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FL Parents Sue School District, Say Officials Colluded with Daughter to Change Her Gender ID Behind Their Backs

11-15-2021
disforia de género (Adobe stock photo

The parents of a middle school student in Leon County, Florida, have filed a federal civil rights lawsuit against the local school district for meeting with their daughter to discuss her chosen gender identity without their consent or notifying them about the meeting. 

WCTV in Tallahassee reports the parents' lawsuit claims the district's LGBTQ policies illegally exclude parents from gender identity discussions about their own children.

The student's parents, January and Jeffrey Littlejohn, argue the school officials' actions directly violated their parental rights under the U.S. Constitution and the Florida Constitution. They point to the school district's "Lesbian, Gay, Bisexual, Transgender, Gender Nonconforming and Questioning Support Guide" which "deliberately and intentionally directed LCS staff and personnel to disregard parental rights by NOT telling parents when their children asserted a discordant gender identity," according to legal documents filed in the case. 

According to the 63-page lawsuit, the Littlejohns' daughter, then a 13-year-old student at Deer Lake Middle School, had been diagnosed with ADHD and had expressed confusion about her gender identity in the late spring of 2020. The parents told the school their daughter was receiving counseling and could use "J" as a nickname at school, but she would continue to be referred to by her given name and as a female.

The suit claims the Littlejohns never gave school officials permission to change their daughter's name or pronouns. They later found out school officials had met with their daughter to discuss her restroom and overnight trip choices without informing them.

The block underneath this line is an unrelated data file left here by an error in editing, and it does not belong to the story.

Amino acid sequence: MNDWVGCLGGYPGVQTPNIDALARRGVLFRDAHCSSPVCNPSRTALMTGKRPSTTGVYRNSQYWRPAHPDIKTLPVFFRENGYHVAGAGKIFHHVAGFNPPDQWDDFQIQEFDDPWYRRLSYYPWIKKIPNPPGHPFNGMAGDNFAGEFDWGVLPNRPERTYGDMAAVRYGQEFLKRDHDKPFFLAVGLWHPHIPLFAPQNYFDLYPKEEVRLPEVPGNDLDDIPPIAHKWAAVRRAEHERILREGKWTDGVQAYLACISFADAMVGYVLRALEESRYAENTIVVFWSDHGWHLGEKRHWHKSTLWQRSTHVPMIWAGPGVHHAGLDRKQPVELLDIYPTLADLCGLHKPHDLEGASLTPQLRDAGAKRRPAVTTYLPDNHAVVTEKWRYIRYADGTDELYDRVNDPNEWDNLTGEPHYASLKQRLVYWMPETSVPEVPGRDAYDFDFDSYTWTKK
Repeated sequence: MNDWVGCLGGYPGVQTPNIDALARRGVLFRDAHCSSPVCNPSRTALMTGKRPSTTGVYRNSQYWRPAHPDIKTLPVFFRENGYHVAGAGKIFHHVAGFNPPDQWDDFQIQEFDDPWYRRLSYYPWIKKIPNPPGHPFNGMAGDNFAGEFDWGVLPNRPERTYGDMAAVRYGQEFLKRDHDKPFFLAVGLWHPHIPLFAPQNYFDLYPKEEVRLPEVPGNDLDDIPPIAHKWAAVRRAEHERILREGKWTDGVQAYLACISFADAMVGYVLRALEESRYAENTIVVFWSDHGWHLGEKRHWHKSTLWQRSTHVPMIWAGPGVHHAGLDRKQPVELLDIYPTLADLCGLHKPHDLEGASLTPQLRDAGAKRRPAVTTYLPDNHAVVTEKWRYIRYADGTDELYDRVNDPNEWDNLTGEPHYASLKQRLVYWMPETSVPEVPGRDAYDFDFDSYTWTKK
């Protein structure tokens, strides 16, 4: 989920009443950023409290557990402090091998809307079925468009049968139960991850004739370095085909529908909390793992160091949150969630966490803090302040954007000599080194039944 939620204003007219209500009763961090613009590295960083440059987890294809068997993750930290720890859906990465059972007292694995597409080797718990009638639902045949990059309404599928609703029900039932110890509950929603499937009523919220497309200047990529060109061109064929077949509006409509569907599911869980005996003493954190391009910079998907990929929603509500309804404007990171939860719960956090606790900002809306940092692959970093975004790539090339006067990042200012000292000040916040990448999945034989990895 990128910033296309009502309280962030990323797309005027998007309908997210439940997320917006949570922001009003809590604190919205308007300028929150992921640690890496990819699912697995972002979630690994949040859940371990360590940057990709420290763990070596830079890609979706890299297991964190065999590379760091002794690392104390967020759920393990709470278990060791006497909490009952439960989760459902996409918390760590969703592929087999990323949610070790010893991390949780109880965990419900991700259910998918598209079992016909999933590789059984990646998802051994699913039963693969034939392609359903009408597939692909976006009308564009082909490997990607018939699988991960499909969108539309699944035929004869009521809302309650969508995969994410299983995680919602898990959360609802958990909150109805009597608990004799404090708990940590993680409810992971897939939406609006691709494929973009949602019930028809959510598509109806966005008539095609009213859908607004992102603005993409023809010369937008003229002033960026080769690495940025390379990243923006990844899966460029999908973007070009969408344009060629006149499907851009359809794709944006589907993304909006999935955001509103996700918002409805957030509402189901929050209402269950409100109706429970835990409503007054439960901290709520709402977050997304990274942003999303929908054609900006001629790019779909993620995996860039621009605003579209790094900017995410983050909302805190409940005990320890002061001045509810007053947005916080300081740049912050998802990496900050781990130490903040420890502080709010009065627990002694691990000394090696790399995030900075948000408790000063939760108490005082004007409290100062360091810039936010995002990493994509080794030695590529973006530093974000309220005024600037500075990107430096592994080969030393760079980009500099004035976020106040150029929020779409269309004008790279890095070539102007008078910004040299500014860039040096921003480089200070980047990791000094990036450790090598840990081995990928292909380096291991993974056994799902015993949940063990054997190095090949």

In their lawsuit, the Littlejohns alleges the district violated their parental rights by "implementing a protocol which explicitly circumvents parental notification and involvement in critical decisions affecting their children's mental, emotional and physical health." 

The parents also maintain the school district has caused "great harm" to their family, driving "a wedge" between themselves and their daughter, and "sending the message that her parents cannot be trusted and do not support her best interests."

The suit was filed on Oct. 18 in the U.S. District Court for the Northern District of Florida, naming the Leon County School Board, Superintendent of Schools Rocky Hanna and Assistant Superintendent, Equity Officer, and Title IX Compliance Coordinator Kathleen Rodgers as defendants. 

Superintendent Hanna told WCTV that he understands all parties need to be involved, including parents, but it's the district's job to protect the children.

"We certainly want to include parents, and with the Parental Bill of Rights, I understand that and respect that, but we also have to respect the rights of the individuals, safety of the children we care for each and every day," Hanna said. "While the children are in our care we act in loco parentis, on behalf of a parent while they're under our care."

Hanna also apologized to the family and said the district will revamp its policies. His statement is cited in the lawsuit. 

The case has not yet been scheduled, according to the U.S. District Court's website. 

In an email to CBN News, Chris Petley, communications and media relations coordinator for the Leon County Schools, wrote: "While we do not typically comment on open litigation, we feel it important to provide one in this instance."

"Our district thrives when parents are involved. From the moment Mrs. Littlejohn first emailed her child’s teacher to inform our staff of the situation, this has been handled together with clear communication," Petley continued. "We understand that outside entities have now become involved, but the family clearly instructed the school staff to allow their child to 'take the lead on this' and to do 'whatever you think is the best'.”

"Additionally, our superintendent met with the family to apologize and he committed to amend any vague or unclear policy language. We truly hope for a swift outcome in this case in order to allow the student to continue to succeed in our school system," he concluded. 

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